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Homeschooling with 4-H

I love hearing about families involved in 4-H! As a rule of thumb, ALL 4-H activities are educational in nature, like Scouting is almost always educational in nature. It's fun to discuss different ways to divide these activities into meaningful high school courses.

Face it - 4-H is just great fun! Learn how to put fabulous fun on your homeschool transcript and convert natural learning into high school credit with this free eBook. Download now: How to Convert Delight Directed Learning into High School Credit

4-H Benefits for your Teen

Socialization: Your teens can connect with others who share their passions for crochet, gardening, fishing, and so much more. These shared interests foster friendships and teamwork through group activities and projects. Teens can also connect over a shared love of the community through community service projects. Playing with puppies at a shelter sounds a lot like civic responsibility and volunteer hours to me.

Hands-on Learning: 4-H provides experiential learning opportunities in areas like agriculture, science, health, and citizenship, complementing academic studies. It can be easy to scoop up a bunch of elective and STEM credits through 4-H. Plus, for any kinesthetic students, hands-on learning is the best kind of learning.

Skill Development: Participants can develop a wide range of skills, from public speaking and leadership to practical life skills like gardening and animal care. These kinds of skills build more than just their transcripts. These skills can help personalize their college admissions essays, bring confidence to their interviews, and boost their overall career. A teen who knows how to present themselves well will never run out of opportunities, and a teen who knows how to garden will never go hungry.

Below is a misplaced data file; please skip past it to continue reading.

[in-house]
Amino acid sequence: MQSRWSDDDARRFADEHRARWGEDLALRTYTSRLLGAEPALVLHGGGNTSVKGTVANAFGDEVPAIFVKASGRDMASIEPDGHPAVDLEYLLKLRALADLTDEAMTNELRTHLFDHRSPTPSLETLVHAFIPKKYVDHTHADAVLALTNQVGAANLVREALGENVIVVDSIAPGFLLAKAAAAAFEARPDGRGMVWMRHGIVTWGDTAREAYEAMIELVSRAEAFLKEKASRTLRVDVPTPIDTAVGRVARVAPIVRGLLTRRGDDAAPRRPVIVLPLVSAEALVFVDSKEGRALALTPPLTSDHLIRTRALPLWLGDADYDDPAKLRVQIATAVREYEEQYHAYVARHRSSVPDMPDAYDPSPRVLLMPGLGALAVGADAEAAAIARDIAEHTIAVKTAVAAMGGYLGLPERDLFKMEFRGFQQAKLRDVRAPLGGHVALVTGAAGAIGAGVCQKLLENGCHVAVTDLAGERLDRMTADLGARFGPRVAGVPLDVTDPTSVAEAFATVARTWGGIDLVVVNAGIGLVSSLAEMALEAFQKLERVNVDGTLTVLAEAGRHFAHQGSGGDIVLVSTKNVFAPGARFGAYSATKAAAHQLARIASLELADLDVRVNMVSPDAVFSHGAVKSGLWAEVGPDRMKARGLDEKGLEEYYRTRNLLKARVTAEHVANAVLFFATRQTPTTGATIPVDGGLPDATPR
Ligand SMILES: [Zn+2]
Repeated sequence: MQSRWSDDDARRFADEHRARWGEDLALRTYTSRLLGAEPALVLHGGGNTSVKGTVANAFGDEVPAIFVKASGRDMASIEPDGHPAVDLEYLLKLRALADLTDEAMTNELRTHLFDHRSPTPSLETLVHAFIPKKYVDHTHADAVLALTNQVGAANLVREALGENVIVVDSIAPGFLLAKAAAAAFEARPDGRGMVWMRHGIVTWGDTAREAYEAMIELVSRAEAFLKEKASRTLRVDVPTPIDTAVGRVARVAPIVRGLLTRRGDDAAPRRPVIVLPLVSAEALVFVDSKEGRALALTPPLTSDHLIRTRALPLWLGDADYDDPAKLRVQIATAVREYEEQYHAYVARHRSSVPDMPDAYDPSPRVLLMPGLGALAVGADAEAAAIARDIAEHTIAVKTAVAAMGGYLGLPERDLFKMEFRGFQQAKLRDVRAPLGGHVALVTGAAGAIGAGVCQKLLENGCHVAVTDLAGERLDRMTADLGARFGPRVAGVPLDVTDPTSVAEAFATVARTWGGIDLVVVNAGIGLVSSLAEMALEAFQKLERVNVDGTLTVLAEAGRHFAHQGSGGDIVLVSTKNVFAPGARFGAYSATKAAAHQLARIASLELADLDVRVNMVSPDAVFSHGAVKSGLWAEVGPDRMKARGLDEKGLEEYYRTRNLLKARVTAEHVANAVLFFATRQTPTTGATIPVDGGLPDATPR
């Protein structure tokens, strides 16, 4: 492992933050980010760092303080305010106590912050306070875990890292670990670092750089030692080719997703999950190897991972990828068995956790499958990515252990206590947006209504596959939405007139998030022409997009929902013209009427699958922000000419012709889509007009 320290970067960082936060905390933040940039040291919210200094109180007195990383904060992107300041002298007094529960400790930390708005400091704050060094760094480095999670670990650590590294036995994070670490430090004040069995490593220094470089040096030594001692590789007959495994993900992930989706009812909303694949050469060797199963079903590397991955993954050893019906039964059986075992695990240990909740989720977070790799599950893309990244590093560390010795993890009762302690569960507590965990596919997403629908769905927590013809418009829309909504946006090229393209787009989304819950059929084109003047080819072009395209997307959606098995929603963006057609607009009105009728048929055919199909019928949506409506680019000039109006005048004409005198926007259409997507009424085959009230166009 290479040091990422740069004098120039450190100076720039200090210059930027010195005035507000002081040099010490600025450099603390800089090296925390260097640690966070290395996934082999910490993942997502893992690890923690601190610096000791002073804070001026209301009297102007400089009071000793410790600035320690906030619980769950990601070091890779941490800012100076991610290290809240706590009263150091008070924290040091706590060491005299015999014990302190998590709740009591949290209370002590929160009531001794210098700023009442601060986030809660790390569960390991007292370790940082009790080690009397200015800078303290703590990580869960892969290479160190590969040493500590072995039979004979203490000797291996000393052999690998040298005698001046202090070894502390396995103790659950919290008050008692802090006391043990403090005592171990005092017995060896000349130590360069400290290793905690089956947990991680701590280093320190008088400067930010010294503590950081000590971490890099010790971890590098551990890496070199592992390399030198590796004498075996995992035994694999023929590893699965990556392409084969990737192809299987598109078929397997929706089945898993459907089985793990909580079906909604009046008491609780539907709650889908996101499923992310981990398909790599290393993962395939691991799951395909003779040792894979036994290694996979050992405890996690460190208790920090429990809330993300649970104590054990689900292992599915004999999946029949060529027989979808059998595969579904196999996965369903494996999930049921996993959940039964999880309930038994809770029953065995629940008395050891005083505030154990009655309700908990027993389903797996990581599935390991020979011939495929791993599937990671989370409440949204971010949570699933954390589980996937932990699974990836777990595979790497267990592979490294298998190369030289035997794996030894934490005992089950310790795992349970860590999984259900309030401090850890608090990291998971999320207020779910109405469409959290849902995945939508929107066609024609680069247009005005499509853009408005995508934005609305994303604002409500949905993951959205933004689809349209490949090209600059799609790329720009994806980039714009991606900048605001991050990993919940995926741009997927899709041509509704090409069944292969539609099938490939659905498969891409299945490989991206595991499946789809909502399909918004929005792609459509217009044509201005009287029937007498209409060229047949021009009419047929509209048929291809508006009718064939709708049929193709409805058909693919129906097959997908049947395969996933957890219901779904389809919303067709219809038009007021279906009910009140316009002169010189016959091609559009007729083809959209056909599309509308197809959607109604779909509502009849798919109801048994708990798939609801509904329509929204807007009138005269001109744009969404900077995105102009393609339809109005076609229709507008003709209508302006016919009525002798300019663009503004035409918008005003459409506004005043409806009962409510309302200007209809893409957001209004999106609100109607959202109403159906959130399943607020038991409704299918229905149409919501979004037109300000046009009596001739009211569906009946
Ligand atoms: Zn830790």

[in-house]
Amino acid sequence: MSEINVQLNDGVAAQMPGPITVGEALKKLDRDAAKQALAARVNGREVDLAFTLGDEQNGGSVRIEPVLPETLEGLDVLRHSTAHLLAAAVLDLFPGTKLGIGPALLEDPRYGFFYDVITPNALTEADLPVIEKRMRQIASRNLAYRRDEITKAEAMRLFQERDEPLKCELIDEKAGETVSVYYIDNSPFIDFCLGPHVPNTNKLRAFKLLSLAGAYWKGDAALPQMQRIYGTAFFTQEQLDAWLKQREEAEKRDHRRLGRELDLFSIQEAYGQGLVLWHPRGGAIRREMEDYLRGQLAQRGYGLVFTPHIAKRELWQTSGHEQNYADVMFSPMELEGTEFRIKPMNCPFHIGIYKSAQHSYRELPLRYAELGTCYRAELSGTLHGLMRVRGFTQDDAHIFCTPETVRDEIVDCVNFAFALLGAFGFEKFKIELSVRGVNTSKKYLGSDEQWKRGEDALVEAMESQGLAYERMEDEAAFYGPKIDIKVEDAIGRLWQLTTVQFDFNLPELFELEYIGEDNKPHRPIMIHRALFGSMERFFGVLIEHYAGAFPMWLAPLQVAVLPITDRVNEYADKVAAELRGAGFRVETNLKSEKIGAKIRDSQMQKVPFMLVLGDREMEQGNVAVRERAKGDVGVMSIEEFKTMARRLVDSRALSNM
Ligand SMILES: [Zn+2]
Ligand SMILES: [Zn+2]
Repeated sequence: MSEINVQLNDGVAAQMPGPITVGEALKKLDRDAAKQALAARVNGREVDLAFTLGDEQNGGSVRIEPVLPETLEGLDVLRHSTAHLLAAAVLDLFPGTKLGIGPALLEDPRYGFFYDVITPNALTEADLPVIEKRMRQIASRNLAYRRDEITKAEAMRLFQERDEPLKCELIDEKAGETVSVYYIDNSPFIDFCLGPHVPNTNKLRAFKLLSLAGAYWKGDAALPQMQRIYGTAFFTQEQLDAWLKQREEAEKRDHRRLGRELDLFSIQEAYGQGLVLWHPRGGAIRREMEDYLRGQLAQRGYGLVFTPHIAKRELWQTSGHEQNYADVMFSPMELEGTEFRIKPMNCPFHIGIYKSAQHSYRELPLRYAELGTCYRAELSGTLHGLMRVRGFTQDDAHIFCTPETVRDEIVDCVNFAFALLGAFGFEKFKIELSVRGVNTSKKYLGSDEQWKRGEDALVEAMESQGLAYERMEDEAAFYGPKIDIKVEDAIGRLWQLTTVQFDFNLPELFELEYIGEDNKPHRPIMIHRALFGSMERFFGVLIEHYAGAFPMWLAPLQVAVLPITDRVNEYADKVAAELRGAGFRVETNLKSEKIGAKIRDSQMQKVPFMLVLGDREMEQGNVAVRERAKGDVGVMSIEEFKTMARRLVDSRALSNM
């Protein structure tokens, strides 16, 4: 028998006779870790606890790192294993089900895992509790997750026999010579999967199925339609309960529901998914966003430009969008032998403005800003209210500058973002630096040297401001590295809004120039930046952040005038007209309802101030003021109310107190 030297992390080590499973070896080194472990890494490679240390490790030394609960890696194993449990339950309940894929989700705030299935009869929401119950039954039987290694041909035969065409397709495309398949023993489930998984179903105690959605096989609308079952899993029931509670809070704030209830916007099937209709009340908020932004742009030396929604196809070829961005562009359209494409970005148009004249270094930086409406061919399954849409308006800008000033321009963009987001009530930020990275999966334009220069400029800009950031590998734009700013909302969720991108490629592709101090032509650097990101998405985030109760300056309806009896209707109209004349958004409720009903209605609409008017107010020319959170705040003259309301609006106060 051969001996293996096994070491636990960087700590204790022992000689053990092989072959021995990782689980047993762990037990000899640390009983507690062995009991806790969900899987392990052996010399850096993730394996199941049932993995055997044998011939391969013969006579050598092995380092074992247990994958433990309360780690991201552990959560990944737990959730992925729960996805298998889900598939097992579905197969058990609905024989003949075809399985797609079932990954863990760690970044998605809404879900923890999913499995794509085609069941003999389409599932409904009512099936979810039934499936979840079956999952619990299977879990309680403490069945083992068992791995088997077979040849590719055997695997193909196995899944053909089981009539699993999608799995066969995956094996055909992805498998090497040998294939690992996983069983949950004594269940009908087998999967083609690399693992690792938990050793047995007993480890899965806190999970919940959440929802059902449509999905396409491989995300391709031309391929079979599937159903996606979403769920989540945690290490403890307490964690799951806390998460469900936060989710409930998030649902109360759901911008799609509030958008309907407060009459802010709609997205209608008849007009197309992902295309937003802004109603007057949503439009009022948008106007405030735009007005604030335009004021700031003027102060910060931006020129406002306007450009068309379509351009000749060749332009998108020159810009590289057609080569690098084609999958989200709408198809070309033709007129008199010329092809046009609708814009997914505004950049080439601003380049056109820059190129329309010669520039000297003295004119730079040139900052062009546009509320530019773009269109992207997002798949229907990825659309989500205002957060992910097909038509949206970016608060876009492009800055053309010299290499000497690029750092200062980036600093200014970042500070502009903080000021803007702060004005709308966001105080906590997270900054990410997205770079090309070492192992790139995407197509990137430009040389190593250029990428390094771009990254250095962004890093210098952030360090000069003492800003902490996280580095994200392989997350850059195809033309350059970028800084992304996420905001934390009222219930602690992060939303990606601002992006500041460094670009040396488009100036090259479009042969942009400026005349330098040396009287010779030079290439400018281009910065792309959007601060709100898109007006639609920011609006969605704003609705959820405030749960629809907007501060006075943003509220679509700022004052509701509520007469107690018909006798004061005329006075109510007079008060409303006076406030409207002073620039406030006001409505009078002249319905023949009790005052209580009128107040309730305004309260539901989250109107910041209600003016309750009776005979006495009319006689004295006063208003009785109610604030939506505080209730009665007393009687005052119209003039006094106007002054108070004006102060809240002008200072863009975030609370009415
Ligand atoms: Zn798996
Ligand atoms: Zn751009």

4-H Credits on the Transcript

If your child is active in sewing or ceramics in 4-H, think about what they have achieved and what paperwork they have provided for each project. Label each activity with educational titles such as: fashion design, home economics, and textile crafts. Group activities together into similar clumps. All topics that go under art go into one group, and everything that counts as cooking goes into another group, and so on. Other homeschoolers may lump activities into science stuff or biology stuff depending on the nature of the activity. Nature Science could allude to survival, botany, earth science or more if you get creative. Once a group of activities represents about 120-180 hours of work, Ta-Da! You have a high school credit!
Remember the golden rule of homeschooling, no double dipping. If you use some of the 4-H project hours for P.E., you can't use the SAME hours for art. But if your child has accumulated 150 hours of art activities and a different 150 hours of animal husbandry, then you can award one credit of art and one credit of animal husbandry.

One of the great things about 4-H is the required paperwork. It can be a huge pain to do, but once your child has completed the paperwork you have some great documentation for high school classes. You can provide these as work samples if they are requested by colleges, and they can be the backbone of your course descriptions. A little work upfront can make your job much easier later!

Get Connected to 4-H

Call the local 4-H extension office to inquire about 4-H clubs operating in your area, or visit their website for more information. If you do not have a club near you, they can help you organize and start your own 4-H club for homeschooled families in your area. One homeschool mom we worked with says it was fairly easy, and only took her about a month to get certified through 4-H. You can also simply hold your own personal family 4-H club.
If you need some help translating activities into grades and credits, you can find information about this in my Total Transcript Solution. I include information about delight directed learning, so if you need more help, you can find it there!
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